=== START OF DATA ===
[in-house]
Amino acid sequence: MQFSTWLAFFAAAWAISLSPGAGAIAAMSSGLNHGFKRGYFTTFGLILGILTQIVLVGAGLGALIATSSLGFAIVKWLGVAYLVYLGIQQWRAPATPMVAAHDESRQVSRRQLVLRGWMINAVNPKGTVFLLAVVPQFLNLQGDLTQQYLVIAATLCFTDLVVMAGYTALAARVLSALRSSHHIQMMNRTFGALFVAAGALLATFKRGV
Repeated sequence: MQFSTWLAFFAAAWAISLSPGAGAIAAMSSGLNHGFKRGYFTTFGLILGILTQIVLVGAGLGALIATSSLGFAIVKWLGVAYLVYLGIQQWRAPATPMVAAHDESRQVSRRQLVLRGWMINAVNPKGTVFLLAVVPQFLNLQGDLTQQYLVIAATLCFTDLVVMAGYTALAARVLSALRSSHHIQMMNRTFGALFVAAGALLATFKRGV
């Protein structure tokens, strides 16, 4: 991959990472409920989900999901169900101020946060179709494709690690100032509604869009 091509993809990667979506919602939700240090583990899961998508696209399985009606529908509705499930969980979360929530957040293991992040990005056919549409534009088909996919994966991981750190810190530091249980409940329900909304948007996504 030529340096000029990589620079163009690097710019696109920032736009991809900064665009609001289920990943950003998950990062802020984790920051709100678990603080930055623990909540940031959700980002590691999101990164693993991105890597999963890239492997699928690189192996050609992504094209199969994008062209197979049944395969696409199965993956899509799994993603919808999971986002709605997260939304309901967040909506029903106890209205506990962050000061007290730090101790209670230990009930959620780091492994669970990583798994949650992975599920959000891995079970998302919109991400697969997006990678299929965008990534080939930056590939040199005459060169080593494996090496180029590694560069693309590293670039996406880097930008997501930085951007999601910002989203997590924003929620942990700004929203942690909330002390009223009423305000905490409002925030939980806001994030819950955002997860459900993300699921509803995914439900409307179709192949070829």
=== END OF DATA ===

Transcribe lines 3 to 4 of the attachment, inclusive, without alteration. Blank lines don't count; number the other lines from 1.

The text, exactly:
Repeated sequence: MQFSTWLAFFAAAWAISLSPGAGAIAAMSSGLNHGFKRGYFTTFGLILGILTQIVLVGAGLGALIATSSLGFAIVKWLGVAYLVYLGIQQWRAPATPMVAAHDESRQVSRRQLVLRGWMINAVNPKGTVFLLAVVPQFLNLQGDLTQQYLVIAATLCFTDLVVMAGYTALAARVLSALRSSHHIQMMNRTFGALFVAAGALLATFKRGV
């Protein structure tokens, strides 16, 4: 991959990472409920989900999901169900101020946060179709494709690690100032509604869009 091509993809990667979506919602939700240090583990899961998508696209399985009606529908509705499930969980979360929530957040293991992040990005056919549409534009088909996919994966991981750190810190530091249980409940329900909304948007996504 030529340096000029990589620079163009690097710019696109920032736009991809900064665009609001289920990943950003998950990062802020984790920051709100678990603080930055623990909540940031959700980002590691999101990164693993991105890597999963890239492997699928690189192996050609992504094209199969994008062209197979049944395969696409199965993956899509799994993603919808999971986002709605997260939304309901967040909506029903106890209205506990962050000061007290730090101790209670230990009930959620780091492994669970990583798994949650992975599920959000891995079970998302919109991400697969997006990678299929965008990534080939930056590939040199005459060169080593494996090496180029590694560069693309590293670039996406880097930008997501930085951007999601910002989203997590924003929620942990700004929203942690909330002390009223009423305000905490409002925030939980806001994030819950955002997860459900993300699921509803995914439900409307179709192949070829």